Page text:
One of my daughters has an egg allergy. She loves sweets (as do all my children), particularly muffins, cookies and cupcakes. I use a lot of Ener-G Egg Replacer, which works great in muffin recipes (as long as I use a whisk to whip it with warm water until the powder is fully dissolved and frothy), and I am grateful to Nabisco because neither Chips Ahoy nor Oreos contain eggs at all. I am also super grateful to my friends at Butterflake, particularly owner Richie Heisler, who knows and cares about families with allergies and makes sure to have egg-free cupcakes in the freezer at all times, ready to be decorated. (And frankly, they are great cupcakes and I even prefer them to the ones containing egg!)
I don’t like tequila.
As someone who preaches about being honest regarding drink preferences, I feel like I must say it: I am not a fan of tequila. It brings back memories from college of one too many shots and falling asleep on the cool tiles of the bathroom floor.
It’s all a numbers game. How many are home on a given night? How many of those who are home will actually eat what’s for dinner? Tricky calculations. With summer underway, and three out of four kids away for July, the numbers are now in my favor. I now have a little more flexibility in the things I can cook. With no more worrying about allergies, likes, and dislikes, I can actually try something unusual or different. But, ironically, now that I am cooking for half the family, I almost feel like, well… like there’s no one to cook for. It almost doesn’t feel worth it. (No offense to the family members who are still home!)
Sometimes, it’s easy to fall into a cooking rut. You know what I’m talking about — you make the same dishes over and over again and wonder why no one is eating them anymore.
Kol HaBirah’s regular drinks columnist is out this week, so please enjoy this article from our parent publication, the Jewish Link of New Jersey. “Finding Your Drink” will return in our next issue June 22.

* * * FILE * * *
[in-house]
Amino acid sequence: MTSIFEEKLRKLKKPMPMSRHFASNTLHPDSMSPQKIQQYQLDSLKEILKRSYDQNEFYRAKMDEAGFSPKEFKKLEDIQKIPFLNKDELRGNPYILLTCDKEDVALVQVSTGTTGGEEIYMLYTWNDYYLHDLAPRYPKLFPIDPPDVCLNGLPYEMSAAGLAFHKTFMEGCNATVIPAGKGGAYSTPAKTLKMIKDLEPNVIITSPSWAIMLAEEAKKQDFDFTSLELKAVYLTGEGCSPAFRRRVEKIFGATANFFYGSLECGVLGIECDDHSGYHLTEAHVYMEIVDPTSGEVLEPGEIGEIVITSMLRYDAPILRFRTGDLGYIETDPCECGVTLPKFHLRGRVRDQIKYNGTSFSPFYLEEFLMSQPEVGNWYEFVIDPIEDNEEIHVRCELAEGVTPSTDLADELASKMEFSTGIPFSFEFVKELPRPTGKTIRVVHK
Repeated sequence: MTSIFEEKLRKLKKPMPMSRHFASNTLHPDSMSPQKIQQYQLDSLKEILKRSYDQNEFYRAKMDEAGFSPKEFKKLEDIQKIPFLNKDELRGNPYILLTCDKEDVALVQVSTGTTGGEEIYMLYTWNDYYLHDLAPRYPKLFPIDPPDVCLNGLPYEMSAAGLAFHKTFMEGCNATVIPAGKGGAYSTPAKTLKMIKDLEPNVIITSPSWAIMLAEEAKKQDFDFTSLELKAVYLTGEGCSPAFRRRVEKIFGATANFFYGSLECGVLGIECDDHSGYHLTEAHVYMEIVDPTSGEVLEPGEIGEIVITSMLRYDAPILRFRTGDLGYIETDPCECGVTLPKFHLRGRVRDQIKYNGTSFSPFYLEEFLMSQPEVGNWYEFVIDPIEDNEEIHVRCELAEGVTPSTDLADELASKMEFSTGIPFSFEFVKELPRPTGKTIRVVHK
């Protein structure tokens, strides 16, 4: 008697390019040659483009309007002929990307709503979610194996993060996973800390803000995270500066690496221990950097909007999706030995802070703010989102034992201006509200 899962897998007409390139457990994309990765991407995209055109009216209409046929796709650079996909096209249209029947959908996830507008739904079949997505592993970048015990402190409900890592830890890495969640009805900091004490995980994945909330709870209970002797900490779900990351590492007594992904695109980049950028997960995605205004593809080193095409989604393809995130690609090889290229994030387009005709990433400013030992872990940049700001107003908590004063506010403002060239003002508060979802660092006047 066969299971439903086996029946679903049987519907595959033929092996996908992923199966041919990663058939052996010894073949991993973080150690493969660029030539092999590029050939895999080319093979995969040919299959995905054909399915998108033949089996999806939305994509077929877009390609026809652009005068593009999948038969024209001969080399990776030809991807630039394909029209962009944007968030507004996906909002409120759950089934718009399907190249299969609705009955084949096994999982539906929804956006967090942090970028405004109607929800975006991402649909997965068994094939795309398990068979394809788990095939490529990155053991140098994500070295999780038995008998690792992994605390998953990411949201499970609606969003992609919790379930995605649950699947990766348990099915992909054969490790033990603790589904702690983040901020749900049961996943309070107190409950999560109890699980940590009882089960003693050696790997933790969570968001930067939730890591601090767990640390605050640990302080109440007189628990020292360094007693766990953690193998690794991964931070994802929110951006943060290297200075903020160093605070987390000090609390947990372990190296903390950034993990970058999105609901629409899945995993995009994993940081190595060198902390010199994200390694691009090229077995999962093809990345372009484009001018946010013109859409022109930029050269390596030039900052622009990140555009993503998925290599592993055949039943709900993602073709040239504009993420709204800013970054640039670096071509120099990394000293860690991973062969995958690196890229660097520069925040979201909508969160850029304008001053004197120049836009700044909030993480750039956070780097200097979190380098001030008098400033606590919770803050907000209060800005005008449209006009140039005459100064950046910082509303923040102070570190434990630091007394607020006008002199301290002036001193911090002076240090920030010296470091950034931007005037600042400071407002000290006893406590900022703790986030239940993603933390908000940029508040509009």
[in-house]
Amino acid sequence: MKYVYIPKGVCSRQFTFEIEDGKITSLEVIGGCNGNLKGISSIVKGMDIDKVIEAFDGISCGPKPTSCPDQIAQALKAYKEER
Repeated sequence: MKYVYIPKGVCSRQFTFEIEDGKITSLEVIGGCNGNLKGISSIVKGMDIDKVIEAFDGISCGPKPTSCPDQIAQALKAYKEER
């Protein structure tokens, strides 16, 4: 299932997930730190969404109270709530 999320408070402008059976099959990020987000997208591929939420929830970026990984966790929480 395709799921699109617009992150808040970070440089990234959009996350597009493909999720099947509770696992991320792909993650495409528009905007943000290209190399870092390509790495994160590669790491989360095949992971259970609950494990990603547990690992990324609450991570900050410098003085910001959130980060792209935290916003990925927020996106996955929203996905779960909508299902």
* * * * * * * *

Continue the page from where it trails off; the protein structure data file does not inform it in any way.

American entrepreneur, author, and motivational speaker Jim Rohn once said, “Success is neither magical nor mysterious. Success is the natural consequence of consistently applying the basic fundamentals.” With this in mind, I realize I owe you an apology: I sent you off into the mixology underground without at least giving you some basics with which to help you navigate the waters. Today, I rectify that mistake and present to you with 10 important and short lessons that will help you go from amateur… to slightly better than amateur.
On June 8, my organization, Sephardic Jews in DC, partnered with Noor Shakfeh, a Syrian American community organizer, and Char Bar to bring the Muslim and Jewish communities together over a delicious iftar meal.
After a brief hiatus from writing and a week of sobriety, I can say that I sincerely missed both writing and drinking. It is fortunate that I made my heroic return during the travel issue as exotic drinks are some of my favorite.
For too many years, people wanting to experience Shavuot by staying up all night have suffered from one of the lesser-known plagues: horrifically bad instant coffee, the scourge ofshul social events since the 1950s.
It is customary to eat dairy food on Shavuot for a number of reasons. One reason is that Shavuot is linked to the Exodus from Egypt, and it is written, “From the misery of Egypt to a country flowing with milk and honey…” (Exodus 3:8-17).
This is such a huge crowd pleaser, I can no longer even consider making Shavuot desserts without first putting together my easy Oreo cheesecake. The cake always looks great as well, particularly if you use low-fat cream cheese as I do; full fat cheesecakes sometimes crack or dip in the middle. With this simple recipe, you are not as likely to have an issue, and the dessert is so creamy you won’t miss the missing fat. But, if you’re feeling particularly decadent, add a dollop of real whipped cream while serving.
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